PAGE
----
There are more terrific black actors in Hollywood than there are good roles they might actually land. The Butler
creates an open, freeing space for lots of these performers. Cuba Gooding Jr., Terrence Howard, Lenny Kravitz, Yaya Alafia: Everybody's good, especially Oprah Winfrey. Stylistically, The Butler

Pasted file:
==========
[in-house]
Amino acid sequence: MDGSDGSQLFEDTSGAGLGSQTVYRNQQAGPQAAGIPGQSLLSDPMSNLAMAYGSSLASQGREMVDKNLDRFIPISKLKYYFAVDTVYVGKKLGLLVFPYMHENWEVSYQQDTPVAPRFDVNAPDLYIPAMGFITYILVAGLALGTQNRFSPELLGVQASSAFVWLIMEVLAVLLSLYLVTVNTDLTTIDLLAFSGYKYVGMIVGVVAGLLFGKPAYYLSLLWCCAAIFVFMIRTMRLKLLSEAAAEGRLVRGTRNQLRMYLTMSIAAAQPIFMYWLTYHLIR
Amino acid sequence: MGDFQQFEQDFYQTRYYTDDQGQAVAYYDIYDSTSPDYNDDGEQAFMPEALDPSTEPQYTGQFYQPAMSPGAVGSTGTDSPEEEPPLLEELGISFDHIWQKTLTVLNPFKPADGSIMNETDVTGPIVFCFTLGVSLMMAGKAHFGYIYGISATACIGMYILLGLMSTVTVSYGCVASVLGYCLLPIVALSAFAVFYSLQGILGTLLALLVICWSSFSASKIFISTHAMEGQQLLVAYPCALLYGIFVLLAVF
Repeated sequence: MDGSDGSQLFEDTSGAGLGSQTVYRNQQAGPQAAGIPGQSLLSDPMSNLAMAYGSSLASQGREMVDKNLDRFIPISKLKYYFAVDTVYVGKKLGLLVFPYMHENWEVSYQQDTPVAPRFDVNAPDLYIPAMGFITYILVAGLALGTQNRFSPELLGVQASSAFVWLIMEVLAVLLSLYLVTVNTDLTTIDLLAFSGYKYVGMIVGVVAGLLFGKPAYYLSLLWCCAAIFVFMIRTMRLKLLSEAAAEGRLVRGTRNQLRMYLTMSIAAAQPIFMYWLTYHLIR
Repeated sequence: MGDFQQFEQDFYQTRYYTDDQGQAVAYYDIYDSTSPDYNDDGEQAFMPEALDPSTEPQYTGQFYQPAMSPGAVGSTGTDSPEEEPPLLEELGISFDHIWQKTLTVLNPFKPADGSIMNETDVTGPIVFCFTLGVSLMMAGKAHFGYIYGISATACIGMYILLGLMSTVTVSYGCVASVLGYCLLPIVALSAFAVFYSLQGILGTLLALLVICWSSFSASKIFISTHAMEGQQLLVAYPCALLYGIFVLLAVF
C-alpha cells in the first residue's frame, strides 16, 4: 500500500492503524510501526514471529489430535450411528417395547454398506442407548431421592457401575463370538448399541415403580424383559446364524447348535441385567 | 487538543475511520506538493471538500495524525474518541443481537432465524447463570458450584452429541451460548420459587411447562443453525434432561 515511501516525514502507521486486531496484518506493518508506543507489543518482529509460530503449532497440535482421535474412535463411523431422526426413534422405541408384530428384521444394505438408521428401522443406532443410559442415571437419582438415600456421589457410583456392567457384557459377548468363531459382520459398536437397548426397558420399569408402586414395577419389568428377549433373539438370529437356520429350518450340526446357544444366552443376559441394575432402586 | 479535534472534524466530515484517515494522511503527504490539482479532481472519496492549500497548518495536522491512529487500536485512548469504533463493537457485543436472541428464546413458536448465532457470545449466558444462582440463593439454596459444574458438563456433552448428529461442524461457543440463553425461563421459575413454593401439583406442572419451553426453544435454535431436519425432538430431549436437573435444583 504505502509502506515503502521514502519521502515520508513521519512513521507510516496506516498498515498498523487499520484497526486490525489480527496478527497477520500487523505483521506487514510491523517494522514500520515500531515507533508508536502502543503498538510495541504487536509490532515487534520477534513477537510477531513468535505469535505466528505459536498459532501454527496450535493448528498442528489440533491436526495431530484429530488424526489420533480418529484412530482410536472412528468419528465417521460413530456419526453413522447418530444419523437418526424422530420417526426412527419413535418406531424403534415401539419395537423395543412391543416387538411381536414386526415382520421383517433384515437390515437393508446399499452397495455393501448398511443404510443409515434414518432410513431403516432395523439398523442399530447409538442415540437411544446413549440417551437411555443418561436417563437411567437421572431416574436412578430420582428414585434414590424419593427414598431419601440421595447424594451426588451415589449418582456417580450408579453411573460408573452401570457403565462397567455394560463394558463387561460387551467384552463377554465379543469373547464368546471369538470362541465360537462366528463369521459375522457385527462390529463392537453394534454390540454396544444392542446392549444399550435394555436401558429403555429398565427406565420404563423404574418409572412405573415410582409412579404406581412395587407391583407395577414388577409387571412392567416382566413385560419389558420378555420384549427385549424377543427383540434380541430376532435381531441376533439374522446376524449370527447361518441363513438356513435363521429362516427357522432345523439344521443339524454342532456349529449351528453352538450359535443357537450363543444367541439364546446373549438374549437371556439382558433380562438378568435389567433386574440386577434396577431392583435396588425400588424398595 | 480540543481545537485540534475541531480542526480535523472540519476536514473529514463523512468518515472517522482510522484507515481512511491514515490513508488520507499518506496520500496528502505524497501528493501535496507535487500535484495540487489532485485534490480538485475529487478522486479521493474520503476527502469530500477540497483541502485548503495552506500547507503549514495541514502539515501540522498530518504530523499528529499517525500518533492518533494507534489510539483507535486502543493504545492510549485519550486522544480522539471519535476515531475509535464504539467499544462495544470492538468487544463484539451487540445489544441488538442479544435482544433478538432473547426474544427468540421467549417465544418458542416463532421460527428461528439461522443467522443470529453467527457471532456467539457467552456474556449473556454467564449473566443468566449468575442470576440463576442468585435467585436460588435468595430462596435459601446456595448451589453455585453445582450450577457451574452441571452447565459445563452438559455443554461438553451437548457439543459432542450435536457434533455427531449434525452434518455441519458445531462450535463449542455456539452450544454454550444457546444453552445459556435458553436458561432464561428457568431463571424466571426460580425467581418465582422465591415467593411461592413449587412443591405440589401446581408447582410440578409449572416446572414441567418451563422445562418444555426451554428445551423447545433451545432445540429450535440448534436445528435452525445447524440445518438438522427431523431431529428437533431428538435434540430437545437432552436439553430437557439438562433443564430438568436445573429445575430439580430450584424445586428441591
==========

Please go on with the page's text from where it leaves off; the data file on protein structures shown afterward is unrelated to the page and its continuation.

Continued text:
-- a mini-history of late 20th-century black America as seen through the eyes of a White House domestic worker played by Forest Whitaker-- could have been made 30 years ago, but its time is now. It opens, inauspiciously, with stiff voiceover: Whitaker's character, Cecil Gaines, tells the story of his childhood picking cotton in 1920s Georgia. The plantation owner's son rapes Cecil's mother (Mariah Carey) and murders his father (David Banner); as grudging recompense, the family matriarch (Vanessa Redgrave) invites Cecil into the big house to train as a domestic servant. This changes Cecil's life, and he later earns a slot as a butler at the White House, where he serves under eight presidents, beginning with Robin Williams’s Dwight D. Eisenhower. (Others are played by James Marsden, Liev Schreiber, John Cusack, and Alan Rickman, all impeccably cast.) Cecil is happy enough in his line of work, which allows him to support his kids and his wife, Gloria (Oprah Winfrey). But his elder son, Louis (David Oyelowo), chafes under the status quo, eventually joining the Black Panthers. You could call that a basic generation-gap screenwriting contrivance, or you could call it a smart way to dramatize turmoil and change. Director Lee Daniels re-creates some of the most horrific images of the civil rights era, including those of young black protesters blasted with firehoses. But his approach is, for the most part, more personal than instructional.